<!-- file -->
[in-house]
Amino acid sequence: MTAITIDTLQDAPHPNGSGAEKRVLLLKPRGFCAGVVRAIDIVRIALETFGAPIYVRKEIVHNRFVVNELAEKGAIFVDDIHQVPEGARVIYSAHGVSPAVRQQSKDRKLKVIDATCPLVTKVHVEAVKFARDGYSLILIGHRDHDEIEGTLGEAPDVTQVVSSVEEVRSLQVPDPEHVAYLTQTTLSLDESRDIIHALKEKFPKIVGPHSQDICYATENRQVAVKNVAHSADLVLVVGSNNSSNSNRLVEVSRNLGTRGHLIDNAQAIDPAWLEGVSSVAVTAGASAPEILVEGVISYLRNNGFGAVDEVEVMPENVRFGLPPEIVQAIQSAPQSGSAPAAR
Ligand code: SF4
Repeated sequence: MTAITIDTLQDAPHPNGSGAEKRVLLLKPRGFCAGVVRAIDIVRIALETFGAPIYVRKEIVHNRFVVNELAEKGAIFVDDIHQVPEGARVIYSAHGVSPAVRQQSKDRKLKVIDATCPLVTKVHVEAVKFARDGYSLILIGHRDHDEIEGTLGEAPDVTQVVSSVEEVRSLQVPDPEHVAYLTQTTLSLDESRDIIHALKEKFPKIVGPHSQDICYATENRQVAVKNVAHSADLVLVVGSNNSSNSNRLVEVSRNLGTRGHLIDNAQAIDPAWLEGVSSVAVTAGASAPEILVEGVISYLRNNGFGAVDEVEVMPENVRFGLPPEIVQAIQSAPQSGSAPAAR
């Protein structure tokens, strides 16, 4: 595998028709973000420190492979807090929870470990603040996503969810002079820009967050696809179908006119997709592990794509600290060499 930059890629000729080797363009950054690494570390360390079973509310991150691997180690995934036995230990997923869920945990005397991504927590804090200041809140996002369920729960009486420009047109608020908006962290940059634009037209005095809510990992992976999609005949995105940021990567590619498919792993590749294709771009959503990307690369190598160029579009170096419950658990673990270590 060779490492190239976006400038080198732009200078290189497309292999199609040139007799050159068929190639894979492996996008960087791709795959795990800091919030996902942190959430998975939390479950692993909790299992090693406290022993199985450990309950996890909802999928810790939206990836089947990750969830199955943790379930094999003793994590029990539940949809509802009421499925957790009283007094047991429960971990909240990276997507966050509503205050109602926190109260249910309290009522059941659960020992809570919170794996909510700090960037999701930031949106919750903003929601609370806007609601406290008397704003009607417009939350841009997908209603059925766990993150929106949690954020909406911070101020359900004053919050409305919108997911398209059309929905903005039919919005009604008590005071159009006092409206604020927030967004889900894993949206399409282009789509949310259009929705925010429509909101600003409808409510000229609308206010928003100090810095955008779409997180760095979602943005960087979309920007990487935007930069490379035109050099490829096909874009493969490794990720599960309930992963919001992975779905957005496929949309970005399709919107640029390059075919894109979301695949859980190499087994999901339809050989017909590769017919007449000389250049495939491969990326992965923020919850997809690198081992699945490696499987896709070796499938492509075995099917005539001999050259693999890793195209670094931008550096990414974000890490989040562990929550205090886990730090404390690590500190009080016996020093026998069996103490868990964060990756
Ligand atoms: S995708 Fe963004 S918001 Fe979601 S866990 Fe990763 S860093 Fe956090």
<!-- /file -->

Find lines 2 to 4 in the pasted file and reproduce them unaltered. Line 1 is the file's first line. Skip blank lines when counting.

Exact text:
Amino acid sequence: MTAITIDTLQDAPHPNGSGAEKRVLLLKPRGFCAGVVRAIDIVRIALETFGAPIYVRKEIVHNRFVVNELAEKGAIFVDDIHQVPEGARVIYSAHGVSPAVRQQSKDRKLKVIDATCPLVTKVHVEAVKFARDGYSLILIGHRDHDEIEGTLGEAPDVTQVVSSVEEVRSLQVPDPEHVAYLTQTTLSLDESRDIIHALKEKFPKIVGPHSQDICYATENRQVAVKNVAHSADLVLVVGSNNSSNSNRLVEVSRNLGTRGHLIDNAQAIDPAWLEGVSSVAVTAGASAPEILVEGVISYLRNNGFGAVDEVEVMPENVRFGLPPEIVQAIQSAPQSGSAPAAR
Ligand code: SF4
Repeated sequence: MTAITIDTLQDAPHPNGSGAEKRVLLLKPRGFCAGVVRAIDIVRIALETFGAPIYVRKEIVHNRFVVNELAEKGAIFVDDIHQVPEGARVIYSAHGVSPAVRQQSKDRKLKVIDATCPLVTKVHVEAVKFARDGYSLILIGHRDHDEIEGTLGEAPDVTQVVSSVEEVRSLQVPDPEHVAYLTQTTLSLDESRDIIHALKEKFPKIVGPHSQDICYATENRQVAVKNVAHSADLVLVVGSNNSSNSNRLVEVSRNLGTRGHLIDNAQAIDPAWLEGVSSVAVTAGASAPEILVEGVISYLRNNGFGAVDEVEVMPENVRFGLPPEIVQAIQSAPQSGSAPAAR